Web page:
With a little observation, you can easily answer the first question, but the second requires a pedometer, or some smart wearable fitness device.
Lifehacker recommends the Omron Pedometer, or an iPhone or Android app.
With that pedometer in hand, walk more. There’s always an opportunity to walk rather than drive, and to step up stairs rather than use an elevator.
And then there’s that every hour Pavlovian thing.
Here’s what you do:
When that chime chimes every hour, stand up. Now what? If you only have two minutes, do something vigorous. If you have 10 minutes, go take a fast walk around the block.
Since time seems to be a precious commodity during working hours, here are some short-on-time ideas:
- Do 10 push-ups followed by 20 squats. Can’t do a push-up? Then push yourself away from the wall or bannister. Can’t do a full squat so your bottom touches your ankles? Then squat as low as you can go. Stick your butt out and just bend those knees.
- Do 20 jumping jacks followed by 10 burpees. I know you can do the jumping jacks, even if they’re really shuffle jacks, but if the burpees are overwhelming, do the squats.
- Do 10 yoga Sun Salutations, as demonstrated by the estimable Kino MacGregor below, whose form you are unlikely to duplicate, but don’t let that stop you from doing your version of it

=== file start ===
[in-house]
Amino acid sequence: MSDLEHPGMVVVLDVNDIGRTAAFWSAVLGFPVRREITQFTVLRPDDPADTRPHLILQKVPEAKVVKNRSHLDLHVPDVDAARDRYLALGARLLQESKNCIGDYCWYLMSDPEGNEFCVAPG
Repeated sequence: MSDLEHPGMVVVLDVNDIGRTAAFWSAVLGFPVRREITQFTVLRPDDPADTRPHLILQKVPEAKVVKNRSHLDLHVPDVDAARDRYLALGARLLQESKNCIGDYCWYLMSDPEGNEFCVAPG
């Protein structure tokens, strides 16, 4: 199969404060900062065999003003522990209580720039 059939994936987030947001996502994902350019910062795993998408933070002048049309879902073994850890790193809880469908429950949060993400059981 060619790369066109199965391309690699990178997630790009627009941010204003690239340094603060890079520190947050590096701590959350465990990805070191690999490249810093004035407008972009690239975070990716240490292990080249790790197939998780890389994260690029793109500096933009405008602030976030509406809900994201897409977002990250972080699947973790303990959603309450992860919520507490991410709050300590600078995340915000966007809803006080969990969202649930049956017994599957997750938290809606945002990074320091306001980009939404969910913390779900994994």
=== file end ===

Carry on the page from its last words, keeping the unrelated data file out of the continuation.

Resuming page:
Here’s a video demonstrating a burpee:Note: As a sitting-interrupter, the burpee is about as good as you can get… just one minute’s worth will get your heart pumping, and those muscles bulging.
Here’s Kino MacGregor displaying her usual wow factor:
Note: Kino is showing you Surya Namaskara B, but given that the point of doing it to break up your sit time and stimulate your physiology, I recommend that you do not pause (in the “down dog” position) after one repetition but just keep on going without pause. Also, you can elect to jump both feet forward rather than one leg at a time if that suits you better.
OK, I’m almost done. Before I sign off, I’d like to leave you with a pic of proper sitting posture, cause no matter what you wind up doing, sitting is still going to consume most of your day.
So, if you absolutely just have to sit all day, and nothing you read here is going to get in your way, then sit this way (green, not red):
The above image comes from one of my articles on meditation, this one called How Meditation Posture and Intention Manifest Your Goals. As long as you’re sitting, you might as well get enlightened (among other things), so go take a look right here.
Ciao for now.
P.S. Do you do anything to break up long periods of sitting? If so, tell us about it in the Comments below.
Last Updated on April 11, 2023 by Joe Garma